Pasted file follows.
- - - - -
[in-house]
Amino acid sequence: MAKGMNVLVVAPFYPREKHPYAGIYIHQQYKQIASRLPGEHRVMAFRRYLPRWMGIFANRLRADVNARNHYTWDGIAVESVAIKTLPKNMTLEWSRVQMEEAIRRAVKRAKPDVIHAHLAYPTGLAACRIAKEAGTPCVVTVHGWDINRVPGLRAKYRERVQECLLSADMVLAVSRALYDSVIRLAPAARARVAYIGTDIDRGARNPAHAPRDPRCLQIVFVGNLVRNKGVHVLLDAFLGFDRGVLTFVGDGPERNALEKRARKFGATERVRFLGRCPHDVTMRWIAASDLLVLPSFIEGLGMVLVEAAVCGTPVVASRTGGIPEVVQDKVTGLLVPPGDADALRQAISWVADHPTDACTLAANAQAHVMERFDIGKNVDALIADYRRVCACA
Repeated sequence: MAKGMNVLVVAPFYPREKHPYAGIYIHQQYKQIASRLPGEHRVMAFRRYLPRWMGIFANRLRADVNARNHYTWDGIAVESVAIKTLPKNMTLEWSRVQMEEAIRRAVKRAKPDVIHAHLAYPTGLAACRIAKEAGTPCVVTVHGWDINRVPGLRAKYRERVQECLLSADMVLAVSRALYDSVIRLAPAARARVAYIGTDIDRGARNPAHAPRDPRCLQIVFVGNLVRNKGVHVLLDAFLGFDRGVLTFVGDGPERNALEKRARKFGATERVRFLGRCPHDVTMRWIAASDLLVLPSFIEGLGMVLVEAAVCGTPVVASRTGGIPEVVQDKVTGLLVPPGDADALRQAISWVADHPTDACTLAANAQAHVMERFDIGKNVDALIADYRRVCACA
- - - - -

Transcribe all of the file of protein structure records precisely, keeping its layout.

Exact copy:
[in-house]
Amino acid sequence: MAKGMNVLVVAPFYPREKHPYAGIYIHQQYKQIASRLPGEHRVMAFRRYLPRWMGIFANRLRADVNARNHYTWDGIAVESVAIKTLPKNMTLEWSRVQMEEAIRRAVKRAKPDVIHAHLAYPTGLAACRIAKEAGTPCVVTVHGWDINRVPGLRAKYRERVQECLLSADMVLAVSRALYDSVIRLAPAARARVAYIGTDIDRGARNPAHAPRDPRCLQIVFVGNLVRNKGVHVLLDAFLGFDRGVLTFVGDGPERNALEKRARKFGATERVRFLGRCPHDVTMRWIAASDLLVLPSFIEGLGMVLVEAAVCGTPVVASRTGGIPEVVQDKVTGLLVPPGDADALRQAISWVADHPTDACTLAANAQAHVMERFDIGKNVDALIADYRRVCACA
Repeated sequence: MAKGMNVLVVAPFYPREKHPYAGIYIHQQYKQIASRLPGEHRVMAFRRYLPRWMGIFANRLRADVNARNHYTWDGIAVESVAIKTLPKNMTLEWSRVQMEEAIRRAVKRAKPDVIHAHLAYPTGLAACRIAKEAGTPCVVTVHGWDINRVPGLRAKYRERVQECLLSADMVLAVSRALYDSVIRLAPAARARVAYIGTDIDRGARNPAHAPRDPRCLQIVFVGNLVRNKGVHVLLDAFLGFDRGVLTFVGDGPERNALEKRARKFGATERVRFLGRCPHDVTMRWIAASDLLVLPSFIEGLGMVLVEAAVCGTPVVASRTGGIPEVVQDKVTGLLVPPGDADALRQAISWVADHPTDACTLAANAQAHVMERFDIGKNVDALIADYRRVCACA